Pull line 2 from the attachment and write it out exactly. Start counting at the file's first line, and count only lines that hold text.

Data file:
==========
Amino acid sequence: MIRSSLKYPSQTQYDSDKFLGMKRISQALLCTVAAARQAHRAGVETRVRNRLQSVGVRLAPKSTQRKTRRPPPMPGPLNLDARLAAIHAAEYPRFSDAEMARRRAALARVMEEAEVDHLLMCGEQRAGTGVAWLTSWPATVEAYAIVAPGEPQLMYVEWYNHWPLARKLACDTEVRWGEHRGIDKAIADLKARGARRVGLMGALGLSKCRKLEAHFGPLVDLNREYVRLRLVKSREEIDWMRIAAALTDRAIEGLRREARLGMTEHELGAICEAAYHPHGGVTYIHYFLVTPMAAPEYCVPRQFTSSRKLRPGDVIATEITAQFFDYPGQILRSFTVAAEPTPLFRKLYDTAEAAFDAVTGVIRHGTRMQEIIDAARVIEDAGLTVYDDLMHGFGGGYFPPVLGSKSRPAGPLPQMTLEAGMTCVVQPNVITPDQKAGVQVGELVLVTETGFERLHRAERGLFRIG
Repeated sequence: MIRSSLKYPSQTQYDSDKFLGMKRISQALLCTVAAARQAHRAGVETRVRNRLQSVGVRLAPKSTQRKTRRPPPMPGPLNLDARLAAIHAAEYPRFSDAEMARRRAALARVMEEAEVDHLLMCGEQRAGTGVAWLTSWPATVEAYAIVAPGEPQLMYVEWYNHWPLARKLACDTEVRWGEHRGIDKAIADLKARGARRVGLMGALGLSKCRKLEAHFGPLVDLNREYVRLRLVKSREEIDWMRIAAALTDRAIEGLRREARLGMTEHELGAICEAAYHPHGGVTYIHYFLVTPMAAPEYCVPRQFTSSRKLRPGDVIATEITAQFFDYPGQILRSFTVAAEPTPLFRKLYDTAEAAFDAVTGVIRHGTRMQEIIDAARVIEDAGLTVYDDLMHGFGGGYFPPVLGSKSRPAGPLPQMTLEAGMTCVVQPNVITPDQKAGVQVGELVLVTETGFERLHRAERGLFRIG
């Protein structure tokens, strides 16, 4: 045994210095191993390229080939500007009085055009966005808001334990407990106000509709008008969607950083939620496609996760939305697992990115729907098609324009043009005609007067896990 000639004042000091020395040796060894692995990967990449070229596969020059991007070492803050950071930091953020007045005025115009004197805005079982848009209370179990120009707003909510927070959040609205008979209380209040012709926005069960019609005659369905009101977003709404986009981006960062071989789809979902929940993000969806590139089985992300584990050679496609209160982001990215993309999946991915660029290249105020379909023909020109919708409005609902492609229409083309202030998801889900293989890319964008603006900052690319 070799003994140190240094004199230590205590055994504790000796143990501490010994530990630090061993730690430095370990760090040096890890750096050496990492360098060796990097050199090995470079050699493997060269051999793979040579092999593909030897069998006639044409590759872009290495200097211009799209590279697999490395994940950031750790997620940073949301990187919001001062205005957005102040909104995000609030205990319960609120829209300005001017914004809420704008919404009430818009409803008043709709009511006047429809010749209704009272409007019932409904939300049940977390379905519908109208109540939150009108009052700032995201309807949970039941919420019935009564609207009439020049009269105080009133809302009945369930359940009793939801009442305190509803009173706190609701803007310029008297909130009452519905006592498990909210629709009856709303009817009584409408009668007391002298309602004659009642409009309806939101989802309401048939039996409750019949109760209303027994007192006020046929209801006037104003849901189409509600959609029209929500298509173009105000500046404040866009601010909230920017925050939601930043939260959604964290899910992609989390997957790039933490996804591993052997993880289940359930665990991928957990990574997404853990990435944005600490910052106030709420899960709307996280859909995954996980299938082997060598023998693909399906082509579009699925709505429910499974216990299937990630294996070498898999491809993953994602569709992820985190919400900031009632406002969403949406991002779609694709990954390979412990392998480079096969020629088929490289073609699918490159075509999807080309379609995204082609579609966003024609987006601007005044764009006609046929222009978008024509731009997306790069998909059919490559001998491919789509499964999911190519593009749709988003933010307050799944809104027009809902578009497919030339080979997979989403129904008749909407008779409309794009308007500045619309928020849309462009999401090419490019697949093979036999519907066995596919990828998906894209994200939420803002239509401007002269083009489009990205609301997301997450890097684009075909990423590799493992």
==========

Repeated sequence: MIRSSLKYPSQTQYDSDKFLGMKRISQALLCTVAAARQAHRAGVETRVRNRLQSVGVRLAPKSTQRKTRRPPPMPGPLNLDARLAAIHAAEYPRFSDAEMARRRAALARVMEEAEVDHLLMCGEQRAGTGVAWLTSWPATVEAYAIVAPGEPQLMYVEWYNHWPLARKLACDTEVRWGEHRGIDKAIADLKARGARRVGLMGALGLSKCRKLEAHFGPLVDLNREYVRLRLVKSREEIDWMRIAAALTDRAIEGLRREARLGMTEHELGAICEAAYHPHGGVTYIHYFLVTPMAAPEYCVPRQFTSSRKLRPGDVIATEITAQFFDYPGQILRSFTVAAEPTPLFRKLYDTAEAAFDAVTGVIRHGTRMQEIIDAARVIEDAGLTVYDDLMHGFGGGYFPPVLGSKSRPAGPLPQMTLEAGMTCVVQPNVITPDQKAGVQVGELVLVTETGFERLHRAERGLFRIG